University of Idaho - I Banner
A student works at a computer


U of I's web-based retention and advising tool provides an efficient way to guide and support students on their road to graduation. Login to VandalStar.

Flea Beetles

Pest Common Name

  • Western Flea Beetle (Epitrix subcrinita)
  • Potato Flea Beetle (E. cucumeris)
  • Tobacco Flea Beetle (E. hirtipennis)
  • Tuber Flea Beetle (E. tuberis)
  • Others

  • Potato
  • Other crops: alfalfa, corn, wheat, canola, others
  • Fruits and vegetables: tomato, eggplant, pepper, greens, others
  • Brassicas including kale, cauliflower, broccoli and cabbage, may be particularly susceptible
  • Weeds: cruciferous weeds including mustards
  • Nasturtiums and some other ornamentals

Flea beetles are generally quite small, usually around 1/16-1/8 inch (1.5-3.2 mm) long. Flea beetle adults can vary in appearance, ranging in color from black to grey to brown to blue, and some species are uniform in color while others have stripes or other patterning (Figure 1 and Figure 2). Many species tend to be somewhat metallic and most have large hind legs that allow them to jump when disturbed (giving them their name).

Immature flea beetles (larvae) are small, and have a white or slightly clear body, brown head and worm-like appearance (Figure 3). Larvae are soil-dwelling and pupate in the soil as well. Eggs are laid in the soil near host plants.

Flea beetle adult
Figure 1 — Flea beetle adult
Tobacco flea beetle adult
Figure 2 — Tobacco flea beetle adult
Tuber flea beetle larvae
Figure 3 — Tuber flea beetle larvae


Flea beetles are generally only minor pests unless there is an outbreak. The feeding of adult flea beetles leaves characteristic small, round or irregular holes or shallow pits in leaves and stems (Figure 4 and Figure 5). These holes are usually less than 1/8 inch (3.2 mm) in diameter. Adult feeding is of primary concern early in the season, when feeding on young shoots can cause stunting or plant death. The presence of adult-inflicted damage can also indicate that there is a risk of damage to tubers from larval feeding later in the season.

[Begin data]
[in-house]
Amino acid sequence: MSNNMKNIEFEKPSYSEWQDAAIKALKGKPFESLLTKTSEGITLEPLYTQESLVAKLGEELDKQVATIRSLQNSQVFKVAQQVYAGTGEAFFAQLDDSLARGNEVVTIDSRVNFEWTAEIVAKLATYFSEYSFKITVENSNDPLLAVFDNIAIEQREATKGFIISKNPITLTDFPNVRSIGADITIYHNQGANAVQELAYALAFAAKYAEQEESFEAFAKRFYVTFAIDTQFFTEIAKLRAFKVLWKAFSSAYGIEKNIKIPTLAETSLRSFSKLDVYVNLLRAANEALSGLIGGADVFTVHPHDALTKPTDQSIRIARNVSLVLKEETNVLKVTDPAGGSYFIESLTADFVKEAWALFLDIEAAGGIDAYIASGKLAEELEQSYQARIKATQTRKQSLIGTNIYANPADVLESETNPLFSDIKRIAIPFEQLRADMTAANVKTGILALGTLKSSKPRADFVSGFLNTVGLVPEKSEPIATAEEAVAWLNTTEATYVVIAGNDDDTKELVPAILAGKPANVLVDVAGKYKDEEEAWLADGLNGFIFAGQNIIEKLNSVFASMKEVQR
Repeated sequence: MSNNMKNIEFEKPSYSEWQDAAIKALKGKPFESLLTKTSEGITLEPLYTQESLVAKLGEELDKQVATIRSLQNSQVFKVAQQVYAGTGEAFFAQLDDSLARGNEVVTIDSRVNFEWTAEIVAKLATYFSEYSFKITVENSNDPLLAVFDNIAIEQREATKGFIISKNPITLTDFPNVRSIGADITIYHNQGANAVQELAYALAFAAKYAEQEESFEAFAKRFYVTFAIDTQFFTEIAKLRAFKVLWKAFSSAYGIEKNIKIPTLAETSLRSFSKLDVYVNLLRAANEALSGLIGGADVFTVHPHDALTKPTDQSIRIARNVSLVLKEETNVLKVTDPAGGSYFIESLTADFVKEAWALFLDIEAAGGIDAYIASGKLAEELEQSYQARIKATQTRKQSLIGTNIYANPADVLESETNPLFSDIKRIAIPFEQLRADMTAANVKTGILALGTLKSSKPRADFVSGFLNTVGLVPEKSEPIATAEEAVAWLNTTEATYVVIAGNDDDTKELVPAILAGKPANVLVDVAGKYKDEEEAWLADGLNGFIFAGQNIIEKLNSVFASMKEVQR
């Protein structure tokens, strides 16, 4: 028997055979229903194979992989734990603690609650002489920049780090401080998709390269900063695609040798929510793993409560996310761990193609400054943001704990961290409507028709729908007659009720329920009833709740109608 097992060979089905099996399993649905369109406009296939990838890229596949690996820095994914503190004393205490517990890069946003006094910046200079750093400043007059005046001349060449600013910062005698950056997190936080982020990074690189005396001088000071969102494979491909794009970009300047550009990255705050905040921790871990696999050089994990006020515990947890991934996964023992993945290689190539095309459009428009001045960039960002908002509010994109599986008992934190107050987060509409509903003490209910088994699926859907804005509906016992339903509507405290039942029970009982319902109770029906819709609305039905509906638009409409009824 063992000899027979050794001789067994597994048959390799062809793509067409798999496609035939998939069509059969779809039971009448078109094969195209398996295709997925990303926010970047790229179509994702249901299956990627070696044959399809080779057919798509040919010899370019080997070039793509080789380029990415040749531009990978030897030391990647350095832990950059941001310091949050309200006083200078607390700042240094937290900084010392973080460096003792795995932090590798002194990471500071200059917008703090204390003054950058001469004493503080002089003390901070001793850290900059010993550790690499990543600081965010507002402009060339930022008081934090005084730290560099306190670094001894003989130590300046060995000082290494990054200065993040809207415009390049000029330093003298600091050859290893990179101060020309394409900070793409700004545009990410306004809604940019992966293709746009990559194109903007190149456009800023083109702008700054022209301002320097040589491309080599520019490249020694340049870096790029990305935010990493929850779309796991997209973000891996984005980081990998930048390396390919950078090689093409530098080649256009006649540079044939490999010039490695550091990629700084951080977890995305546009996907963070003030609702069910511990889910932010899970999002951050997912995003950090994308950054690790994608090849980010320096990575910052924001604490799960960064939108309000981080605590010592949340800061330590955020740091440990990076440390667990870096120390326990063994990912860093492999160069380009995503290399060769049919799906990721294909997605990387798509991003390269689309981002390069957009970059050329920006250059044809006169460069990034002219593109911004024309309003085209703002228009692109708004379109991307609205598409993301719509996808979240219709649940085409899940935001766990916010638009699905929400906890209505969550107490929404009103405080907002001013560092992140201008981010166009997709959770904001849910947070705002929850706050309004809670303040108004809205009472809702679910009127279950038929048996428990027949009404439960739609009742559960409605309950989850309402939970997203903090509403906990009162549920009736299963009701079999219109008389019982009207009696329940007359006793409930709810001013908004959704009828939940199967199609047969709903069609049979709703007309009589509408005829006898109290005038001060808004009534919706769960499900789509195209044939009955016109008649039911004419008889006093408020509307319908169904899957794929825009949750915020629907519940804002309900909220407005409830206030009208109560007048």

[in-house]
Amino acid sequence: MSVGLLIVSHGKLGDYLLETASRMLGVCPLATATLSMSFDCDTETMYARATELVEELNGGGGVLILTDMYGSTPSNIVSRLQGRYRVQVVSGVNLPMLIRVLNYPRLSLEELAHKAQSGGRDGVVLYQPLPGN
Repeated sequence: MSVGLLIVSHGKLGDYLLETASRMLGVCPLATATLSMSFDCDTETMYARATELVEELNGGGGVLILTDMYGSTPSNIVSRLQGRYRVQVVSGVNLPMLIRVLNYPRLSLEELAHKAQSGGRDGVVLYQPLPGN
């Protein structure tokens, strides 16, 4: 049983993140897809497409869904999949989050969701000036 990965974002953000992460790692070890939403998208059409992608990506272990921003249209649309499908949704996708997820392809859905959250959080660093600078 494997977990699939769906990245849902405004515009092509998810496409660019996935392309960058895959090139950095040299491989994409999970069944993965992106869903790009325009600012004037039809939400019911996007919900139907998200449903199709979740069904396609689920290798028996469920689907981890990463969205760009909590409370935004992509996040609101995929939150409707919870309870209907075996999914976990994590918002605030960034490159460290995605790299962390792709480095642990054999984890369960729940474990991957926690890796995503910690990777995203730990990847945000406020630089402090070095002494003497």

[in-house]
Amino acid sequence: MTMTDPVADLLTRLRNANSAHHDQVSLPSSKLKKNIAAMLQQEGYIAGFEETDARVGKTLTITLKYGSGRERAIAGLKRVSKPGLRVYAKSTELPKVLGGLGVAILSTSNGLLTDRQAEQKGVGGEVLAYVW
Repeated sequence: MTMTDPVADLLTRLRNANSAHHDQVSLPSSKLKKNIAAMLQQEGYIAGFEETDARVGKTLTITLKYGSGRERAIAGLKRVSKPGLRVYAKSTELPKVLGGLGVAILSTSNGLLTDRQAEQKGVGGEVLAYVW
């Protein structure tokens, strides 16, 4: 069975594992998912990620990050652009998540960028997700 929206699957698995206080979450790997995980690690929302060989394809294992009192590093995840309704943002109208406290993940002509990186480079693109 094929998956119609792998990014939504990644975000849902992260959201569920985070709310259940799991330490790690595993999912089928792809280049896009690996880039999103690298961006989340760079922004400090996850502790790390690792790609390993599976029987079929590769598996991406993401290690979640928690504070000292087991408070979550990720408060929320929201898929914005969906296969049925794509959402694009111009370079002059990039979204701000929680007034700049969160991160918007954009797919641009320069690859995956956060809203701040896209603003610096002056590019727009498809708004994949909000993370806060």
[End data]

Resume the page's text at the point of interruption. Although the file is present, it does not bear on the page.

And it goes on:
Larval feed on below-ground plant tissues, leaving shallow tunnels or grooves in roots or tubers (Figure 5). Tunnels can reach as far as 1/2 inch (1.25 cm) into the tuber, though many common species of flea beetle larvae tunnel no deeper than 1/4 inch (6.35 mm). Often, this damage can be removed by deep peeling during processing, though extensive deep burrowing can leave some lots of potatoes unmarketable. Furthermore, feeding tunnels are often filled with fungal growth and can allow for entry of air or waterborne pathogens.

Flea beetle damage to potato leaves and tubers
Figure 4 — Flea beetle damage to potato leaves (left) and tubers (right)
Flea beetle damage to broccoli leaf.
Figure 5 —Flea beetle damage to seedling broccoli


Deploy yellow sticky traps as soon as seedlings emerge, and visually scout for flea beetles and flea beetle damage. Damage often occurs first near field borders where adults may be entering from overwintering sites in cruciferous weeds. Adult emergence usually runs from early April through mid-June. As seedlings are particularly sensitive to flea beetle damage, monitor seedlings closely or consider row covers in garden settings.

Economic thresholds: